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Staying hydrated may be simpler than you think

It's important to your overall health

Yes, your body needs water, and we should drink it often. But too often, information about hydration (and dehydration) can seem complicated.

The “WHY” of water

Water is essential for good health. It keeps the body's systems functioning properly:

  • Transports nutrients and oxygen to your cells
  • Aids in digestion
  • Moves waste out of the body
  • Normalizes blood pressure
  • Cushions joints
  • Protects organs and tissues
  • Regulates body temperature

Dehydration, on the other hand, makes your body work harder and can cause these symptoms:

  • Headaches
  • Muscle cramps
  • Dark urine
  • Dizziness
  • Rapid heartbeat and breathing
  • Fainting
  • Sleepiness, lack of energy, confusion

H2O is your BFF

While water isn’t your only option for hydration, it is your best option. Water is all you need to maintain a healthy level of hydration. Plus, it is free of calories, sugar and caffeine.

Caffeinated beverages such as coffee, tea and soda contain water, but have a diuretic effect, which causes water to be flushed out of the system much more rapidly than normal. Experts used to say these drinks were dehydrating, but that myth has been debunked. 

Alcohol, on the other hand, is dehydrating. Limit your intake, and, if you are going to enjoy a glass, drink at least as much water as you do alcohol.

Fruit juices and soft drinks, while hydrating, are also high in sugar and calories.

How much water? The answer is complicated, yet simple.

Once upon a time, we were all sold the same “one-size-fits-all” solution: Drink 8 cups of water a day, or 64-ounces. However, this wasn’t backed by any solid evidence.

Experts now say the best test for knowing how much water to drink is by being in tune with your body’s natural thirst mechanism. In other words, if you’re thirsty, drink.

“The vast majority of healthy people adequately meet their daily hydration needs by letting thirst be their guide,” according to the National Academies of Science External Site. Everyone’s needs vary, based on age, weight, level of activity, and general health.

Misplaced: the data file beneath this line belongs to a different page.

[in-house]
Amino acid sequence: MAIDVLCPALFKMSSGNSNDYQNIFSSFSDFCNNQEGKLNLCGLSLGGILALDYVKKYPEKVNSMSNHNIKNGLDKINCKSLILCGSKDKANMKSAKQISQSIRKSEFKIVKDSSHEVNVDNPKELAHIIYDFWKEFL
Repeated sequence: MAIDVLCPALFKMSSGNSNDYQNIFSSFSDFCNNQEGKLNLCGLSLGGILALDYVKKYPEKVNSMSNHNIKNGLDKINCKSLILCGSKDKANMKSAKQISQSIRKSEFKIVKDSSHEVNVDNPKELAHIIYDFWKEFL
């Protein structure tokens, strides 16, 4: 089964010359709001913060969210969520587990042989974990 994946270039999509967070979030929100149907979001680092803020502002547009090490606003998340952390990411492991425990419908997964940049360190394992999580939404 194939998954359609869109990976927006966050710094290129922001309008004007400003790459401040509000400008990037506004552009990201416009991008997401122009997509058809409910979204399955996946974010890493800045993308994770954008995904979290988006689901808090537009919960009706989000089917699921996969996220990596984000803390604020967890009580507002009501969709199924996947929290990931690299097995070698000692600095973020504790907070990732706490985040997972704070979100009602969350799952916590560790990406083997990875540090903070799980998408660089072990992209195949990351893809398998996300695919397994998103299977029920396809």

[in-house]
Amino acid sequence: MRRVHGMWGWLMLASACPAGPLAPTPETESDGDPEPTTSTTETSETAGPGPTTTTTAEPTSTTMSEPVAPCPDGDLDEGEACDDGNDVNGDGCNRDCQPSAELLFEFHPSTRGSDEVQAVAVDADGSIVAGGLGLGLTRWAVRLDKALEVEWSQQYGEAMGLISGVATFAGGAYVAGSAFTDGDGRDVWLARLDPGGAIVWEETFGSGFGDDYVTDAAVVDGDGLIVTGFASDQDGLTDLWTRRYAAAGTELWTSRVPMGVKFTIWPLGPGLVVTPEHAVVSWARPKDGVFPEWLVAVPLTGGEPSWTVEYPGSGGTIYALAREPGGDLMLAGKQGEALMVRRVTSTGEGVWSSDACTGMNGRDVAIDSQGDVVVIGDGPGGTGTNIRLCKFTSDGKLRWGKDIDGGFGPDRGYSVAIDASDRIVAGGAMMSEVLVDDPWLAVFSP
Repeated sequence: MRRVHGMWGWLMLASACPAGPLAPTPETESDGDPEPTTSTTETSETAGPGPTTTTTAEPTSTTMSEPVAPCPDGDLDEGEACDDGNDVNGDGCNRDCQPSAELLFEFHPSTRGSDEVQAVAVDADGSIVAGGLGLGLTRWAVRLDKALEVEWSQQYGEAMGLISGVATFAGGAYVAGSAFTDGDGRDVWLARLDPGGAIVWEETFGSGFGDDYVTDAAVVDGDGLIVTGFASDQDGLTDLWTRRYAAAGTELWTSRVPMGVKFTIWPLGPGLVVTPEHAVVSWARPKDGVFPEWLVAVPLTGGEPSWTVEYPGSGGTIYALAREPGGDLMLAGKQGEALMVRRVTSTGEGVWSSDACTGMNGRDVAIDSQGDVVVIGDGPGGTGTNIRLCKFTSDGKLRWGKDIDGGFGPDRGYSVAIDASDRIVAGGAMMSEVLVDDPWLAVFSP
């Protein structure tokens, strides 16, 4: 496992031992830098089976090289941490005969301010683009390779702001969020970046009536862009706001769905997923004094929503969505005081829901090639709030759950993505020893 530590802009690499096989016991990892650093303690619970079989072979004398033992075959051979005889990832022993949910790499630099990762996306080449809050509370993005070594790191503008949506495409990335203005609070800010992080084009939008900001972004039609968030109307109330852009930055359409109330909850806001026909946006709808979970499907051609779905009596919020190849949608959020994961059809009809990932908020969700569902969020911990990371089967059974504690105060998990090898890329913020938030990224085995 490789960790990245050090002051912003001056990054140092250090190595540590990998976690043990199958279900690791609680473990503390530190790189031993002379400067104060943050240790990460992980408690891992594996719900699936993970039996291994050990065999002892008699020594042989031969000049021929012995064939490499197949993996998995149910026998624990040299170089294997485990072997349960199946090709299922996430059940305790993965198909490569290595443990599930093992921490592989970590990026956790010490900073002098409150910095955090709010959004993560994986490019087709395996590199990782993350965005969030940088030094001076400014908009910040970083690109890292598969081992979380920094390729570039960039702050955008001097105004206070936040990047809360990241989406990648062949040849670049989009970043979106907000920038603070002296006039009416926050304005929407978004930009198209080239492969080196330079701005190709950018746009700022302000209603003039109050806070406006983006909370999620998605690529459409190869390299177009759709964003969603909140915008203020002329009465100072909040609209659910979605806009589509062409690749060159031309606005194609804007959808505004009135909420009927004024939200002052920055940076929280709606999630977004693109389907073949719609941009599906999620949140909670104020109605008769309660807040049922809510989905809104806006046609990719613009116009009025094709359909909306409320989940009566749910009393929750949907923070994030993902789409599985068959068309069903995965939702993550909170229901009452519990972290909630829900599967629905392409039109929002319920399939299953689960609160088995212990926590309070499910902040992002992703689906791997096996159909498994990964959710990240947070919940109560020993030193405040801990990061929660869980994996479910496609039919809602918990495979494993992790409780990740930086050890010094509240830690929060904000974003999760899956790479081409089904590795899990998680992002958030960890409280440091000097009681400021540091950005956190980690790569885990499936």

The National Academies of Science does provide recommendations for total water intake that can be achieved from a variety of beverages and foods:

  • 91 ounces per day (11 cups) for women
  • 125 ounces per day (16 cups) for men

This includes water, caffeinated beverages, and water derived from foods. 

Need an exact number?

If you’re a person who needs a solid goal to shoot for, you can estimate how many ounces of water to drink each day by multiplying your body weight in pounds by .5 or, if you plan to exercise or spend time in extreme heat or cold, use .66. Remember: There are 8 fluid ounces in one cup.

Boost your hydration with food

80 percent of your total water intake comes from drinking water and other fluids. The remaining 20 percent comes from food.

The following foods contain at least 80 percent water:

  • Apples
  • Bell peppers
  • Cantaloupe
  • Carrots
  • Celery
  • Cottage cheese
  • Cucumber
  • Grapes
  • Lettuce
  • Oranges
  • Pineapples
  • Skim milk
  • Spinach
  • Strawberries
  • Tomatoes
  • Watermelon
  • Yogurt
  • Zucchini

5 tips for sipping throughout the day

  1. Invest in a water bottle you will reuse, and keep it filled up, consistently, and nearby.
  2. Add a slice of lemon, lime, or orange to your glass of water for flavor.
  3. Try sparkling water (with no added sugar) for an afternoon pick-me-up.
  4. Use a mobile app, such as Daily Water Free, to track your consumption.
  5. Link your healthy habits to drinking water. For example, before a meal or snack, make it a rule that you will drink a cup of water first.

Too much of a good thing?

There is such a thing as drinking too much water. Water intoxication, or hyponatremia, happens after consuming far too much water, too quickly. Sodium levels in the blood become abnormally low, causing mild to life-threatening health problems. Symptoms include nausea, vomiting, fatigue, headache or confusion. (In other words, the symptoms can be misinterpreted as dehydration.) Certain medications can make water intoxication more likely. Also, people who participate in ultra-endurance sports are at risk. 

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